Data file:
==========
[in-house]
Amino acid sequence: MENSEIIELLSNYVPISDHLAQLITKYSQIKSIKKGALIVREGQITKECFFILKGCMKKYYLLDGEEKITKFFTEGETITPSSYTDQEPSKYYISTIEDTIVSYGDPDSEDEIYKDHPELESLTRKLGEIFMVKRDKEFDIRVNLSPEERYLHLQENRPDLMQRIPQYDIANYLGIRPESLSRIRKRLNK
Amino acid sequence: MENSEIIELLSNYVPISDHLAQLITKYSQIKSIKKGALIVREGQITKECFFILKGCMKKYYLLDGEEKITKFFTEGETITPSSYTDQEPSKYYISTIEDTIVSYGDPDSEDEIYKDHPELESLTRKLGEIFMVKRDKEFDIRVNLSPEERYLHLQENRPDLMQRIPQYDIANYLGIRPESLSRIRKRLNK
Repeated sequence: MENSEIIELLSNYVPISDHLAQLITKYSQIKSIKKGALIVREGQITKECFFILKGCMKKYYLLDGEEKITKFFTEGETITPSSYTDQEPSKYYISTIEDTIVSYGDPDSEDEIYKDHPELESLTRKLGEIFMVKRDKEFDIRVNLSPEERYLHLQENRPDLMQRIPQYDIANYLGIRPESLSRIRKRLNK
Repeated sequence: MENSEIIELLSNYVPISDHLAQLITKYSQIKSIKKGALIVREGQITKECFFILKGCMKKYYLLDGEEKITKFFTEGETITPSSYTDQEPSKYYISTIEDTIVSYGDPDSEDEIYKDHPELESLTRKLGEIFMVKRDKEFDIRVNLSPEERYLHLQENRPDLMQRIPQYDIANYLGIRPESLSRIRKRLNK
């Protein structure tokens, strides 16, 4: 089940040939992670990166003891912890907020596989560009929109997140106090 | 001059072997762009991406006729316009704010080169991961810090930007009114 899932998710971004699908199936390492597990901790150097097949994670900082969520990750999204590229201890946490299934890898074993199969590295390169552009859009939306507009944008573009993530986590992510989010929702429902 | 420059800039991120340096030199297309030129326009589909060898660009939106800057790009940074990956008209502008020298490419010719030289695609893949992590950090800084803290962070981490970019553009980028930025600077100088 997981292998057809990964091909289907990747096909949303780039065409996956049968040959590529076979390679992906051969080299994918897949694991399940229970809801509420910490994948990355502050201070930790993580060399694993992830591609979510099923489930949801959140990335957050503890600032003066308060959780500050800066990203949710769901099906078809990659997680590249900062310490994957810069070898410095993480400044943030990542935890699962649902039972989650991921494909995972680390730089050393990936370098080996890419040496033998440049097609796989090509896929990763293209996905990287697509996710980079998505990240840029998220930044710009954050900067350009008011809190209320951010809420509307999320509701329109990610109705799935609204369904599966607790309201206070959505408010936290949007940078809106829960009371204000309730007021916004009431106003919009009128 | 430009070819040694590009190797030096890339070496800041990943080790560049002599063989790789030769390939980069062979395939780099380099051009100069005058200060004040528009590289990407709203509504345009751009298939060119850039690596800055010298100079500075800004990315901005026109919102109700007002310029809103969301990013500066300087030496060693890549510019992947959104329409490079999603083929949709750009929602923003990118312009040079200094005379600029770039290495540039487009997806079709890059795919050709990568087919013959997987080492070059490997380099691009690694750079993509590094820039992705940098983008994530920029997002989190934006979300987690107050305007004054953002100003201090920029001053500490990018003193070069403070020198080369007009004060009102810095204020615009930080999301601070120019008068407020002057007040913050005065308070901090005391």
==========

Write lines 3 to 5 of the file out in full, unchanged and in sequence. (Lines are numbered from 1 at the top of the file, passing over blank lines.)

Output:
Amino acid sequence: MENSEIIELLSNYVPISDHLAQLITKYSQIKSIKKGALIVREGQITKECFFILKGCMKKYYLLDGEEKITKFFTEGETITPSSYTDQEPSKYYISTIEDTIVSYGDPDSEDEIYKDHPELESLTRKLGEIFMVKRDKEFDIRVNLSPEERYLHLQENRPDLMQRIPQYDIANYLGIRPESLSRIRKRLNK
Repeated sequence: MENSEIIELLSNYVPISDHLAQLITKYSQIKSIKKGALIVREGQITKECFFILKGCMKKYYLLDGEEKITKFFTEGETITPSSYTDQEPSKYYISTIEDTIVSYGDPDSEDEIYKDHPELESLTRKLGEIFMVKRDKEFDIRVNLSPEERYLHLQENRPDLMQRIPQYDIANYLGIRPESLSRIRKRLNK
Repeated sequence: MENSEIIELLSNYVPISDHLAQLITKYSQIKSIKKGALIVREGQITKECFFILKGCMKKYYLLDGEEKITKFFTEGETITPSSYTDQEPSKYYISTIEDTIVSYGDPDSEDEIYKDHPELESLTRKLGEIFMVKRDKEFDIRVNLSPEERYLHLQENRPDLMQRIPQYDIANYLGIRPESLSRIRKRLNK